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About half of New York Times employees said in a recent internal survey that they don’t believe they can speak freely at the paper.
In response to the statement, “There is a free exchange of views in this company; people are not afraid to say what they really think,” only 51% of Times employees responded in the affirmative.
In company comments that accompanied the December poll’s findings, which were viewed by The Post, the 51 percent was noted as being 10% lower than the “benchmark.” One insider said the benchmark likely refers to the average among similar companies surveyed on that statement.
“Although the majority of us feel well-informed, many indicated that differing viewpoints aren’t sought or valued in our work,” read the Times’ internal assessment of the data. “Relatedly, we saw some negative responses on whether there’s a free exchange of views in the company, and scored below the benchmark on this question.”
A total of 74% of Times staffers said leaders and colleagues accept and embrace differences in ethnicity/race — a 10% decline from the results of the same inquiry in 2019.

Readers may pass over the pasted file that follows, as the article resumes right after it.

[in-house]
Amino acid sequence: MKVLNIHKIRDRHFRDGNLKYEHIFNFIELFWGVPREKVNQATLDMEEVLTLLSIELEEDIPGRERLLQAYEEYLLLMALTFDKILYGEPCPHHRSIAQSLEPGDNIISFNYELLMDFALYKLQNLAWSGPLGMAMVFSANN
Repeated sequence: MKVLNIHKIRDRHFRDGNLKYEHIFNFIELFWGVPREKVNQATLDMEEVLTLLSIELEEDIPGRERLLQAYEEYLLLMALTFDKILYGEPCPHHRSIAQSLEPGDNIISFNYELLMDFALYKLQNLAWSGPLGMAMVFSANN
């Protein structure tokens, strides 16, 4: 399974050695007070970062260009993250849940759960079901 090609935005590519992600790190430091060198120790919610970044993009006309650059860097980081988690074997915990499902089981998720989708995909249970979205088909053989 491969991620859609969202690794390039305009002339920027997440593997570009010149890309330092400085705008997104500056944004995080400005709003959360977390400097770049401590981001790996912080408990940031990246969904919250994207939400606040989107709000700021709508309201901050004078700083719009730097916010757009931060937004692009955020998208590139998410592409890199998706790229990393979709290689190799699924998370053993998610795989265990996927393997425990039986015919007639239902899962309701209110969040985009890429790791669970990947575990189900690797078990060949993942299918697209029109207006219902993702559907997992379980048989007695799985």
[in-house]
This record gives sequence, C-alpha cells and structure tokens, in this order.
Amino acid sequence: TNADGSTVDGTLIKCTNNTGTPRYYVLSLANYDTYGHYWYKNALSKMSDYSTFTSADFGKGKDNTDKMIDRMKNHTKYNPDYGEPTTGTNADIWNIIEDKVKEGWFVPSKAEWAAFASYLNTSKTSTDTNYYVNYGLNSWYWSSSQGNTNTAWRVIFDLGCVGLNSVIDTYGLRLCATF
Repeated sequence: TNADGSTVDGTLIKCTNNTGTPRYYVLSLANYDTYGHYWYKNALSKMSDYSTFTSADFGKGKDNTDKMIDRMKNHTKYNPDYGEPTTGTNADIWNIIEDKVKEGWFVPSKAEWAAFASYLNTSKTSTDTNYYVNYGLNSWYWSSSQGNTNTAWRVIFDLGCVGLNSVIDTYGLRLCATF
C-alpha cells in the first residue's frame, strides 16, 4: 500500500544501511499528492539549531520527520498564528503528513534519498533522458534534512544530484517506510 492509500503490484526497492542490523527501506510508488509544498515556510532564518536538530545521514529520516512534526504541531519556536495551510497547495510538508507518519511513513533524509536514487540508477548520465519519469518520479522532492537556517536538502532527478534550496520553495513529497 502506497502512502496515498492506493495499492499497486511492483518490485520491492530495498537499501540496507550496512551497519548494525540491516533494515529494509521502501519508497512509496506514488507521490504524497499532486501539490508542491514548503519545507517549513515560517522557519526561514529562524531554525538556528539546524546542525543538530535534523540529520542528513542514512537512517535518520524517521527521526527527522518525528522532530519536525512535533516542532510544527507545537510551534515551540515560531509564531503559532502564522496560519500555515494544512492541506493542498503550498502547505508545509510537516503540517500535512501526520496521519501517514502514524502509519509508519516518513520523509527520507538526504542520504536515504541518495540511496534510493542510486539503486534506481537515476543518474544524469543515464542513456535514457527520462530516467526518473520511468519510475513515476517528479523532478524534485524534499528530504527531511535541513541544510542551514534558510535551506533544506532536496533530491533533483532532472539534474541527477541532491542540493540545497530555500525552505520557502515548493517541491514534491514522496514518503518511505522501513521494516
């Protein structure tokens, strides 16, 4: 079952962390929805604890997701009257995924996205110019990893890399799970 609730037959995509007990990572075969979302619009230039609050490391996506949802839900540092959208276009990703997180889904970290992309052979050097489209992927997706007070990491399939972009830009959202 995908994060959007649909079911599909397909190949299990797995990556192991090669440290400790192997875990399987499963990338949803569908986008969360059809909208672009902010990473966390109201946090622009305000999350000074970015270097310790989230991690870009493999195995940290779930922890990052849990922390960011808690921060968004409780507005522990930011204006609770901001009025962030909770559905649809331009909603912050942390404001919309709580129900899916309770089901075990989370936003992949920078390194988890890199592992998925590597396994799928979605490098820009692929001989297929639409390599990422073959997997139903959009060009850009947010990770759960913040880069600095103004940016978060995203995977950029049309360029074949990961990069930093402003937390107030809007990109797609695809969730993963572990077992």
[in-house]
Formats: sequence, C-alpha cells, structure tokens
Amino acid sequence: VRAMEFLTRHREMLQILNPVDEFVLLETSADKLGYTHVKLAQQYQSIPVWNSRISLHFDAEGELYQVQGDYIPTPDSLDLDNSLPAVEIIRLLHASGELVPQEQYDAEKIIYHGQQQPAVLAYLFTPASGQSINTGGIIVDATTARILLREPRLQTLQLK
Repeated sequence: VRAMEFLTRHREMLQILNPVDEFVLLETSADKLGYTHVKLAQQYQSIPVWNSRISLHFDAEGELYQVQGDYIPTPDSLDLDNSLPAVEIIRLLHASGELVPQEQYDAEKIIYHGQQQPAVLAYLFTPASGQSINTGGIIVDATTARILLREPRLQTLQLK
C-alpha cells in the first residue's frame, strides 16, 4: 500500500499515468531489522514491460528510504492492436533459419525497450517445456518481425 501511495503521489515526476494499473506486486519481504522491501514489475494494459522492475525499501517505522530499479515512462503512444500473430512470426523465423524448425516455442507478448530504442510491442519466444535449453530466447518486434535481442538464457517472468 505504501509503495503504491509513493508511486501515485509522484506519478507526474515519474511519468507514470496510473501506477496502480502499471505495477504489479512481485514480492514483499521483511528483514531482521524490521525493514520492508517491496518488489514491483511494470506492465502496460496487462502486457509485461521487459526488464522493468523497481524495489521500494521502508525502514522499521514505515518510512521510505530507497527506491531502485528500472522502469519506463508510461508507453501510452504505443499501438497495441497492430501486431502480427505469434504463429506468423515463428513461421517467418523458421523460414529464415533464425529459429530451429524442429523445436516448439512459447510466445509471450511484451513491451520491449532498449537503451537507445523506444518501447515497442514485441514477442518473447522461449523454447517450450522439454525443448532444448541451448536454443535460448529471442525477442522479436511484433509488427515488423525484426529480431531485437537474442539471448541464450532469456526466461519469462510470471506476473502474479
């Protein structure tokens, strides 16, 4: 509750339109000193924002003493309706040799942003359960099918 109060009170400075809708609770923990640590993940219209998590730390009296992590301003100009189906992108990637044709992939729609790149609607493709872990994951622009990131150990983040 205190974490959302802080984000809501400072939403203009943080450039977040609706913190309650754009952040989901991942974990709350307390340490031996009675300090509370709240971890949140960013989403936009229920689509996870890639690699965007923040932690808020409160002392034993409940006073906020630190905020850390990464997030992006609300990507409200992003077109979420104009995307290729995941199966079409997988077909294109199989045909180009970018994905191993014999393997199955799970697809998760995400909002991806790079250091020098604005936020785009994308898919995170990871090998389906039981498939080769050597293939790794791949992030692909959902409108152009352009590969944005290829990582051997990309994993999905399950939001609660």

“We saw steep declines in answers about leaders and colleagues accepting and embracing differences in race, gender, identity and religion. Responses from Black and Latino colleagues declined at an even greater rate,” the paper fretted.
The survey results were revealed to The Post as the former paper of record is embroiled in a seemingly endless parade of scandals. Most recently, a decision to oust veteran science reporter Donald McNeil over his non-derogatory use of a racial slur during a Times-sponsored trip with students has divided the newsroom. A column from their in-house conservative columnist Bret Stephens criticizing the McNeil dismissal was personally spiked by publisher A.G. Sulzberger.
The piece was later published in the New York Post.
In June, The New York Times suffered another woke revolt after the paper’s opinion section published an op-ed from Arkansas Sen. Tom Cotton urging that federal soldiers be sent to US cities to quell antifa and BLM violence during the summer. Dozens of employees publicly protested the piece’s publication, saying it put “Black @nytimes staff in danger.” The fallout led to the resignation of Op-Ed editor James Bennet. Other leading opinion staffers, including Bari Weiss, left in the months after Bennet’s departure.
The Times did not respond to multiple requests for comment from The Post.
“There is a group of younger reporters and a fair number of tech people and people on the audio side who do not come out of the tradition of journalism at the Times. … They see their role as to be more active,” Alex Berenson, a former NYT business reporter, told The Post. “There’s a lot of anguish among older people” about younger, woke staff, he added.
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